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Let’s begin with the first of the sets of course,  Star Wars:A New Hope The scene is set in the epic storyline with sound bites littering your speakers from this iconic classic flick. You will notice animatronic characters placed in the front of the table from the movie too in the upper left corner on the play tables you will see the LED screen showcasing off their dot matrix monochrome video of scenes from the film & high scores rankings, Score multipliers & Obi Wan’s wisdom filled quotes will harken you back to the the days of yesteryear when this movie originally released amongst other things. The game table centerpiece is decked out with the infamous Darth Vader, Princess Leia, Luke Skywalker & Obi Wan beautifully painted onto the virtual table. Lining the outside of the tables you will find hints of this movies characters and settings like the animatronic foes the Tusken Raiders & their sand dunes on one side then the Temple of the Jungle moon of Yavin 4. The action really occurs where the platform  changes six ways all because of the game tables missions, objectives that are only accessed by certain trigger activation like hitting a panel several times to spell out a word, name or phrase. I was able to access several but, two of them I will reveal to you readers the rest I’m afraid you must find out yourself. I will start with scene 6 one in which you enable a multiball challenge and if you can get one of those steel balls into the platform that opens up to resemble the galley run into the Death Star. You can enter and destroy the Death Star via paddling the ball into its treacherous crevices. The second scene I will share with you all is scene 4 where you have to uncover Princess Leia’s location in the prison just like in the movie. In the game several spots will have to be uncovered on the play field to find her afterwards you will reveal the trash compactor minefield to shut it down your steel ball is your only hope.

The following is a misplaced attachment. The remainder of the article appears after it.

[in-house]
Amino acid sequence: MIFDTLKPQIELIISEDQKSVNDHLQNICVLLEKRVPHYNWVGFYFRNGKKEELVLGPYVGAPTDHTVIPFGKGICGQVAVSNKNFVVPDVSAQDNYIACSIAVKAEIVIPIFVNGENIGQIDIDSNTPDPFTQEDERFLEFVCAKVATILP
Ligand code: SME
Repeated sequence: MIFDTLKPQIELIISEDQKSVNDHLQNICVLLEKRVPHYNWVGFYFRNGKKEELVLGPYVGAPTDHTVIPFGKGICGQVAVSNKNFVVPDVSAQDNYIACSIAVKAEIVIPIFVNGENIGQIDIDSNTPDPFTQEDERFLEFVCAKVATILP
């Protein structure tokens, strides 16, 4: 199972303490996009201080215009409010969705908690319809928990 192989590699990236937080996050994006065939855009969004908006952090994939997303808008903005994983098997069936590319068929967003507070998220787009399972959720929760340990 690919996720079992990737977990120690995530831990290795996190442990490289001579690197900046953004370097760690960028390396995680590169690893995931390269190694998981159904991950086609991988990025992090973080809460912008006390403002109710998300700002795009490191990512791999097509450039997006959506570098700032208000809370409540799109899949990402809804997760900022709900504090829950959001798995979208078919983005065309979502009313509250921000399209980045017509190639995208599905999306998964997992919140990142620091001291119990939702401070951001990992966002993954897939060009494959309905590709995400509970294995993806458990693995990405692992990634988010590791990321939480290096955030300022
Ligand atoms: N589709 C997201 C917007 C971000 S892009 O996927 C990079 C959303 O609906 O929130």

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Star Wars: Droids This play table’s theme is following the story of Star Wars two most famous robots journey,  this mainly wide open play table is set inside the busy sand crawler, R2-D2 & C-3P0 are present providing dry-witty quips along with the bells & whistles we are familiar with. While this play table is one of the more open displays this amazes me with all the dizzying rails and ramps crisscrossing the table. The ramps of this table are pushed deep back into the back of the set yet, they all are steep & highly curved making the ascent onto these conveyor belt ramps very tasking, slight mastery will be needed for this portion of the table. The missions for this table are located in center behind 3 yellow panels that will be unlocked after you successfully hit them with your pinball several times later these panels will drop below the surface of the table then allowing you to gain access to tables missions. First of the missions will have you salvage C-3P0’s body parts after an accident caused by the curiosity of the golden droid. The mission is straightforward just like Princess Leia’s prison mission except you just have to recover the exploded body parts scattered around the entire table. If you fail to obtain all the body parts the Head, Torso, Arms & Legs of C-3P0 by losing the ball R2-D2 will finish the job for you while your score gets tallied up as you move on. There are a set of five missions and the following is mission 5 where you are put to the task to immobilize the sand crawler you attempt this feat by unlocking these scrap metal looking balls that you aim towards the middle of the ramp where you initially unlocked your missions for this specific pay table. Playing this one is a delight from the openness of the center to the crazy rails, so far this is my favorite, I love also how the physical pinball machine is the sand crawler dredging through the sand dunes on the outside of play table.